• 12v or 48v DC
      • Travels along mic cable up to mic while audio travels AC down the cable
      • Potential for problems
      • Two types of powering:12v T (A-B) and 48v Phantom
      • Power supplied by recorder, mixing board, or in-line battery supply
    • T or A-B Powering
      • 12v sent up Pins 2 & 3 of mic cable
      • Created for early Nagra because 48v was not practical for location recorders (only 18v from 12 D batteries)
      • Normal T power is Pin 2 POSITIVE and Pin 3 NEGATIVE. Pin 1 is not used.
    • T or A-B Powering
      • Nagra uses Pin 2 for Negative and Pin 3 for Positive
      • Mics rewired for Nagra are known as RED DOT
      • If mic is not RED DOT, then use a PHASE REVERSING cable to change the electrical polarity. Pin 2 becomes Pin 3, and vice versa.
      • Presence of T power will reduce volume or mute mics that are not T-power condensers!
    • Phantom Powering
      • 12v or 48v DC is sent up mic cable
      • Pins 2 and 3 are both POSITIVE
      • Pin 1 (shield) is NEGATIVE
      • Presence of Phantom power does not interfere with normal mics
      • 48v Phantom is industry standard today, but there are still some 12v T mics out there.
    • Phantom Powering
      • Power can be provided by newer Nagras, some recorders & camcorders, mixing boards, or battery power supplies
    • Mic Powering
      • T-power and A-B power are the same
      • RED DOT is a variation of T-power
      • T-power and Phantom are totally different
      • Make sure you know what type of power your microphones require
      • Never assume. Plug them in and test them!
    • Examples of Condenser Mics
      • AT4050 studio mic
      • AT3035 studio mic
    • Examples of Condenser Mics
      • AT4073a short shotgun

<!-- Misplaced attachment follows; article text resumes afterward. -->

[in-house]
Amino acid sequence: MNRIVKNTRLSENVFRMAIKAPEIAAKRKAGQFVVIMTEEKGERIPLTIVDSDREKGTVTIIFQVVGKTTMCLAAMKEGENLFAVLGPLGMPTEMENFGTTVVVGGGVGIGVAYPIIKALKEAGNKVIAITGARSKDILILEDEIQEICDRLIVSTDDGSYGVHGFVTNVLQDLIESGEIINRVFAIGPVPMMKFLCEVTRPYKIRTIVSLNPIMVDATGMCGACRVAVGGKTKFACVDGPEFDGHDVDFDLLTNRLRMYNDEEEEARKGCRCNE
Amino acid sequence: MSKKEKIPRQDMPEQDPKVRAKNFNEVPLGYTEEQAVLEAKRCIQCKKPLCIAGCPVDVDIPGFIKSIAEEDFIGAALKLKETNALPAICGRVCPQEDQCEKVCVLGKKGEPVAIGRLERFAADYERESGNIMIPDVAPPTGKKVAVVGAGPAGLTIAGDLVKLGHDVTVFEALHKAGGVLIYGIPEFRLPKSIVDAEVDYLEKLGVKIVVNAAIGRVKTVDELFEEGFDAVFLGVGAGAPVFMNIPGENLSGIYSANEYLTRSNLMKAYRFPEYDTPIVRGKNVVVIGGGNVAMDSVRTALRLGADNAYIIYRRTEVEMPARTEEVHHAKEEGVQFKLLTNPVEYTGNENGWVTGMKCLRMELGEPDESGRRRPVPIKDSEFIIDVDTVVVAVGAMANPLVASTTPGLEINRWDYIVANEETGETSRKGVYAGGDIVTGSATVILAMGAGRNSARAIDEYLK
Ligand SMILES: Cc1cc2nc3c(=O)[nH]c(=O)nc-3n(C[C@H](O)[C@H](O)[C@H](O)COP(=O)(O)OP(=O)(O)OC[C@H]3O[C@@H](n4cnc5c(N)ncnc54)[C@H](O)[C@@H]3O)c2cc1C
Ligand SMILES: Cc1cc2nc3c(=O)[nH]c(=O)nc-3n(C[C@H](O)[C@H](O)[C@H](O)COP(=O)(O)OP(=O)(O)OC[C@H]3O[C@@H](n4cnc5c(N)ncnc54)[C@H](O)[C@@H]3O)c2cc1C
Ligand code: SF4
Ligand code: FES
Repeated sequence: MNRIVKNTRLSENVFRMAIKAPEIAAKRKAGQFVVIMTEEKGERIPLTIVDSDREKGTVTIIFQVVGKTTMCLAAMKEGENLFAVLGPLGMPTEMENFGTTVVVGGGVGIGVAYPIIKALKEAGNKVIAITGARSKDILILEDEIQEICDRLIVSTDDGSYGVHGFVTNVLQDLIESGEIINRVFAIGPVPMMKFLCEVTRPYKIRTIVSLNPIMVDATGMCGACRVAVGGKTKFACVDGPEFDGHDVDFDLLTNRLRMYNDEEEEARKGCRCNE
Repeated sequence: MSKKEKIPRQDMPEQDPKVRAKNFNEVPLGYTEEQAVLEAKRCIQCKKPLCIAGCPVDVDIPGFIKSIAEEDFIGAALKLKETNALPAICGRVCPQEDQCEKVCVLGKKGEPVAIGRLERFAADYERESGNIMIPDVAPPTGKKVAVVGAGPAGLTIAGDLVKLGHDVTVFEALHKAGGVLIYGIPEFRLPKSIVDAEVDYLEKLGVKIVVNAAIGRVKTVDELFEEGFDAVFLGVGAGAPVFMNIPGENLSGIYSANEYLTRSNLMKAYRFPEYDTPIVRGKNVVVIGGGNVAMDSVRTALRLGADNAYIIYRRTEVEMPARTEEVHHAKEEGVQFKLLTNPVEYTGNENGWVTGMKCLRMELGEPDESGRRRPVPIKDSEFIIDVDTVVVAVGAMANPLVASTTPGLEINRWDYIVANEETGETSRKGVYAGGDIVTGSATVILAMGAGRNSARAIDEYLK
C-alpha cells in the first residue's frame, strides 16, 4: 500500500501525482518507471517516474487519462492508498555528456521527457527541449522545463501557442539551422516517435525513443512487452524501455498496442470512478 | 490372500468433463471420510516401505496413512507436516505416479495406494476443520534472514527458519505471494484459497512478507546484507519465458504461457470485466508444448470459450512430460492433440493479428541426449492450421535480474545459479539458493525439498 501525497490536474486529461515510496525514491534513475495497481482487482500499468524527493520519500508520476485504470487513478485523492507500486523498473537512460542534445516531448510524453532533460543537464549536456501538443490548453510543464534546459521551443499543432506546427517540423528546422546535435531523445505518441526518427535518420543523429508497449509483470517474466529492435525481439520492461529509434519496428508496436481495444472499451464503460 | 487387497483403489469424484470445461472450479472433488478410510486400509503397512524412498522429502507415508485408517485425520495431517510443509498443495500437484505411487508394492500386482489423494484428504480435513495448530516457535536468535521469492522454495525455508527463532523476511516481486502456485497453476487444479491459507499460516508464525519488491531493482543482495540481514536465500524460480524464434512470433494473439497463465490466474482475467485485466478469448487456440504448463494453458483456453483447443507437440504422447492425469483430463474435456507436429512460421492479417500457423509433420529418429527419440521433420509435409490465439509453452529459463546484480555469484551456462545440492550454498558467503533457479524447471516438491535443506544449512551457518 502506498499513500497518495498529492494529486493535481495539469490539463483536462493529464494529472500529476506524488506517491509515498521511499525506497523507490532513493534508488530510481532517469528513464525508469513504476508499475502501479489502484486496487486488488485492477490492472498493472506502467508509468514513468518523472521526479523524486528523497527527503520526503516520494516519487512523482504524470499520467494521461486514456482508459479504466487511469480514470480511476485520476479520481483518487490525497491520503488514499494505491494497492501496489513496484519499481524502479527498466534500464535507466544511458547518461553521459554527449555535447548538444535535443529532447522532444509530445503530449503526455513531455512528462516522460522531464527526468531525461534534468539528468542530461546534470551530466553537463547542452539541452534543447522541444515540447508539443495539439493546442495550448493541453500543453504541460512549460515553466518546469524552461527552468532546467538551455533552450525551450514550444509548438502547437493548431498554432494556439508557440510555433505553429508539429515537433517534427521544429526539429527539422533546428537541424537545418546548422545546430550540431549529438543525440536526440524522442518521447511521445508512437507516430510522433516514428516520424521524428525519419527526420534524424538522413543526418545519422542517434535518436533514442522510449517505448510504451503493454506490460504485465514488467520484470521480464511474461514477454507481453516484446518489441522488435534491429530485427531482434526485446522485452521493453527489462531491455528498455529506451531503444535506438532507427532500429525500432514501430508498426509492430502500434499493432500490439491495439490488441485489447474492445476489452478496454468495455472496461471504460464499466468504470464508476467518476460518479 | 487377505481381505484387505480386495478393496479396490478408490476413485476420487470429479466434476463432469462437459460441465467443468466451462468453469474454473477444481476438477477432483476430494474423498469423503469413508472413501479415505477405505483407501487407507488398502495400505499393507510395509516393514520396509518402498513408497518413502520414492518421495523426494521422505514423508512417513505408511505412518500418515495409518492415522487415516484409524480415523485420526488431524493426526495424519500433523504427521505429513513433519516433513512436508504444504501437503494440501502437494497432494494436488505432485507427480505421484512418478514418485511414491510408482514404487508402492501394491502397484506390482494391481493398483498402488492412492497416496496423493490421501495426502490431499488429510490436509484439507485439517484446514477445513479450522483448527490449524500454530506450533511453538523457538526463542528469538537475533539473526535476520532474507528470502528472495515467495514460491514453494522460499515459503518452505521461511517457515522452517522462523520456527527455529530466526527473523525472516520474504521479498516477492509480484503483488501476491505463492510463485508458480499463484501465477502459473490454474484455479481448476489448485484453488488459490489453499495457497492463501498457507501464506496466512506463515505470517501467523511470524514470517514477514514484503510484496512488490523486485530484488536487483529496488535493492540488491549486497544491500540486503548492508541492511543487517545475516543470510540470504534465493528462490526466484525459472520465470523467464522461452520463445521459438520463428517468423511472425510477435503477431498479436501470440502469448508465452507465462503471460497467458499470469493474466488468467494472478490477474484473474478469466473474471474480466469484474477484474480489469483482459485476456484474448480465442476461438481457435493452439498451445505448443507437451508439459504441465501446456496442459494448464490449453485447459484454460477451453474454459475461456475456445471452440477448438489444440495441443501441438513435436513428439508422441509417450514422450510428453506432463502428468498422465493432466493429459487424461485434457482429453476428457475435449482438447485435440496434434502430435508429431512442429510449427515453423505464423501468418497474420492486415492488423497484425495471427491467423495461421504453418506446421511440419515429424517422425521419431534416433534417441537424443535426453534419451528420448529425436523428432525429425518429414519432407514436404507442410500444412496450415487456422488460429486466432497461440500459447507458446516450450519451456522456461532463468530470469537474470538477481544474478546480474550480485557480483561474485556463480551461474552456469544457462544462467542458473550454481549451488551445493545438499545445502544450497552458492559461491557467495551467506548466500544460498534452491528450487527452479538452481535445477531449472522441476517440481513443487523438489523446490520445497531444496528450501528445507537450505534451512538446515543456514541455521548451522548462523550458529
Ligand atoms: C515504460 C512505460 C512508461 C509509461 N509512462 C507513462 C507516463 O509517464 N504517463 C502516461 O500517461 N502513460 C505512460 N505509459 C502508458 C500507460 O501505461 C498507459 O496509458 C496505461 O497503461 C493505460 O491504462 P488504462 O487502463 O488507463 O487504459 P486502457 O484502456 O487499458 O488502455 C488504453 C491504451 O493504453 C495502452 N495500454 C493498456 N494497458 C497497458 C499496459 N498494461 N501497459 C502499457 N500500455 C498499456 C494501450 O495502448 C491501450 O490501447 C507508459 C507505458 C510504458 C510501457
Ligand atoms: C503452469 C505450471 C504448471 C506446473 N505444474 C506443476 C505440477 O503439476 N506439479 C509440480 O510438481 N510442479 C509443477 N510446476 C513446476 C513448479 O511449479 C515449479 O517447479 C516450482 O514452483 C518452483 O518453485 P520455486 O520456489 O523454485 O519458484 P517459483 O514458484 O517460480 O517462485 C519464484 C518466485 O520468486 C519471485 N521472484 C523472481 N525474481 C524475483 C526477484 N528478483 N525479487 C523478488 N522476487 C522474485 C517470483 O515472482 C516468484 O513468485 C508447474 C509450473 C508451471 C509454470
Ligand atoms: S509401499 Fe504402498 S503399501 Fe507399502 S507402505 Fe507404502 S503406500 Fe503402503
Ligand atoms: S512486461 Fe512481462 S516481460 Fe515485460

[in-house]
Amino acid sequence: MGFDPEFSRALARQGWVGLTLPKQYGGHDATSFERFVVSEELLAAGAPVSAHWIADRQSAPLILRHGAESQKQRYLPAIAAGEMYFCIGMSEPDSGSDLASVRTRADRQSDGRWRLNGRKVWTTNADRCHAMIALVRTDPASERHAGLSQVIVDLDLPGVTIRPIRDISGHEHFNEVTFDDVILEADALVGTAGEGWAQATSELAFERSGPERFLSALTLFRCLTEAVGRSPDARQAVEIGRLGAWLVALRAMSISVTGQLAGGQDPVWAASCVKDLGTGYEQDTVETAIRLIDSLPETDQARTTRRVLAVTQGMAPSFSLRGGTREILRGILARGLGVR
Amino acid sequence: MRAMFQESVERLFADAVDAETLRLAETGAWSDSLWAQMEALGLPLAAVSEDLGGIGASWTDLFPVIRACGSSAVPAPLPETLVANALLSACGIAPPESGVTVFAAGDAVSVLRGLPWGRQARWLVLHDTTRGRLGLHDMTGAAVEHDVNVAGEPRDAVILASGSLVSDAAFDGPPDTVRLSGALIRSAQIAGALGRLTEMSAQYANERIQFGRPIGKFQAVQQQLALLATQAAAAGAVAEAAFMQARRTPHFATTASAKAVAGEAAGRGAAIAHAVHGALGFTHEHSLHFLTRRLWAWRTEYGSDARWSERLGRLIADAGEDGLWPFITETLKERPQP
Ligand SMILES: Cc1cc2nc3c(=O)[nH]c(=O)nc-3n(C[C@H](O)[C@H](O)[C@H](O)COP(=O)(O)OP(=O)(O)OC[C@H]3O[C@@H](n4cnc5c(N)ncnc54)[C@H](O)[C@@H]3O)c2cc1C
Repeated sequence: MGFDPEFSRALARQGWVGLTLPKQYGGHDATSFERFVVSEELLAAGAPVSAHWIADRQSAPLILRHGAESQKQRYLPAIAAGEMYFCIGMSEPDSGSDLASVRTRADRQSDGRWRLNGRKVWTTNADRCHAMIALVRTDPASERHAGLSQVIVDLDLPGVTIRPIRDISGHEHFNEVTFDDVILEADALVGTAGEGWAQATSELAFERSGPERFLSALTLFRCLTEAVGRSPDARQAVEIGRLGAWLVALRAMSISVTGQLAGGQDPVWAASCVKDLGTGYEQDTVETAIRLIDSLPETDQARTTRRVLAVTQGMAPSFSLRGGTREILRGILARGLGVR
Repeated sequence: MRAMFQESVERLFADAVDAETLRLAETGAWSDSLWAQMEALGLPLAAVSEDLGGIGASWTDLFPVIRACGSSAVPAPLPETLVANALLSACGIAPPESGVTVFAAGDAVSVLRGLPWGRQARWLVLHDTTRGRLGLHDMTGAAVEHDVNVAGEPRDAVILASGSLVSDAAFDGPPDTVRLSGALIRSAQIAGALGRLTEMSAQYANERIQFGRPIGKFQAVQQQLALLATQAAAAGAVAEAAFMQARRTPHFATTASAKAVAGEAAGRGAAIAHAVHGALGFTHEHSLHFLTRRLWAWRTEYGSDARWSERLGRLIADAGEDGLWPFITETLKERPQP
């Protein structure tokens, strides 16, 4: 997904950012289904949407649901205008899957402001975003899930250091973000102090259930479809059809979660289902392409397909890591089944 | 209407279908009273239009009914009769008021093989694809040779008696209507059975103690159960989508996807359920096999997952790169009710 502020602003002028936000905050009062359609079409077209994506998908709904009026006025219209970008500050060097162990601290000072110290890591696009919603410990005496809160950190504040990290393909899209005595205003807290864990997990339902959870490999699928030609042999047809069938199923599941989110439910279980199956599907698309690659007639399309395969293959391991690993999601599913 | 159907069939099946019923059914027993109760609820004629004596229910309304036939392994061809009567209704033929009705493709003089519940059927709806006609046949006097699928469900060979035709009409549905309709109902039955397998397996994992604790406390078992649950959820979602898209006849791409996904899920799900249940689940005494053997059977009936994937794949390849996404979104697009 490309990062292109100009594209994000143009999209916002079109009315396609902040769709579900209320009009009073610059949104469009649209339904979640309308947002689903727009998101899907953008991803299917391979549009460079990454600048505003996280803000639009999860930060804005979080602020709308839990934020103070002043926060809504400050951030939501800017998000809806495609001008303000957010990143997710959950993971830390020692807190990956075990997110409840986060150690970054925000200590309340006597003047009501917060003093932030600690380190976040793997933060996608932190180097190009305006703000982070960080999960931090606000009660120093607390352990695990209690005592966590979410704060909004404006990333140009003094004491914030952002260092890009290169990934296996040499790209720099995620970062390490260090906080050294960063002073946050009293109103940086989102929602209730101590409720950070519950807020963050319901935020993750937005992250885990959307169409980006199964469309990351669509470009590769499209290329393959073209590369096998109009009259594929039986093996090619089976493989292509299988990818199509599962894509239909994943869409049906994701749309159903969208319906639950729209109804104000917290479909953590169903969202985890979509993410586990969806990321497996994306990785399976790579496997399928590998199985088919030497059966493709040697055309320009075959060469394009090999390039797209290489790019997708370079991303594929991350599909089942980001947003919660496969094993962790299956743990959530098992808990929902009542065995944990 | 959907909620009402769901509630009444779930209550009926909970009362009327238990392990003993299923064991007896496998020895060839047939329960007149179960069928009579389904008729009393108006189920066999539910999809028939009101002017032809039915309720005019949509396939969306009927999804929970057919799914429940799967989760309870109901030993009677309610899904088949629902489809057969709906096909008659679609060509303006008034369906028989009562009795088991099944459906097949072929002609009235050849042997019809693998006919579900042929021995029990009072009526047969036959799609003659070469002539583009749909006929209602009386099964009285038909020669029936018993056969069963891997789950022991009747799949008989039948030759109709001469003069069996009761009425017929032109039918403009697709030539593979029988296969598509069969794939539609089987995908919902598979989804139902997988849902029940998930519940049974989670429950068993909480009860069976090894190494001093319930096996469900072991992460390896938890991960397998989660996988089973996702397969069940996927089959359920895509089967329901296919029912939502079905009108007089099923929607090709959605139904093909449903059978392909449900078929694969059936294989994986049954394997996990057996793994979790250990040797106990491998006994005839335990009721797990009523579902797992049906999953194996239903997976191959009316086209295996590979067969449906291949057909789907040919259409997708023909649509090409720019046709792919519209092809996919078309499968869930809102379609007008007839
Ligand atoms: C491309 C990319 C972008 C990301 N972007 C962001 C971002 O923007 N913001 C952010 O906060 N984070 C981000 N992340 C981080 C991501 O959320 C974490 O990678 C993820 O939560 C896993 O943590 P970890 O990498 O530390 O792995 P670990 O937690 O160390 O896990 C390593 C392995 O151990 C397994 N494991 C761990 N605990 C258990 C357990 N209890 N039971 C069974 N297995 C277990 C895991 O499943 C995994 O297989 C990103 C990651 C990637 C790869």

• Good up to 5 feet above actors
      • Better for interior, nominal for exterior
    • Examples of Condenser Mics
      • AT4071a long shotgun
      • Good up to 8 feet above actors
      • Best for exterior or very open interior
    • Examples of Condenser Mics
      • AT4051a cardioid condenser
      • Good up to 2 feet above actors
      • Best for eliminating echo from tight interiors
    • Examples of Condenser Mics
      • MKH416T short shotgun (T-power)
      • MKH60 short shotgun
      • MKH816T long shotgun (T-power)
      • MKH70 long shotgun
      • MKH40 cardioid
      • Schoeps MK41 cardioid
    • Selecting Shotgun Mics
      • Choose for optimum reach and tight pattern
      • OR choose for mellow voice and reduction of interior echo
      • Interiors: echo is main problem
      • Exteriors: background ambiance is main problem
    • Long Shotguns
      • Offer maximum reach and tightest pattern
      • Best for exteriors, where background noise is a problem
      • Tight pattern makes them difficult to use at short range (interiors)
      • Indoors, they tend to increase echo
    • Short Shotguns
      • Offer medium reach and medium pattern
      • Excellent general purpose mic
      • Best for interior medium shots
      • Moderate echo indoors
      • Moderate background rejection
    • Cardioid “shotguns”
      • Not actually shotguns, but very sensitive cardioid mics
      • Wider patterns reduce or eliminate interior echo problems
      • Not good for rejecting noise
      • Short range, best suited for close-ups
      • Amazingly rich dialogue at close range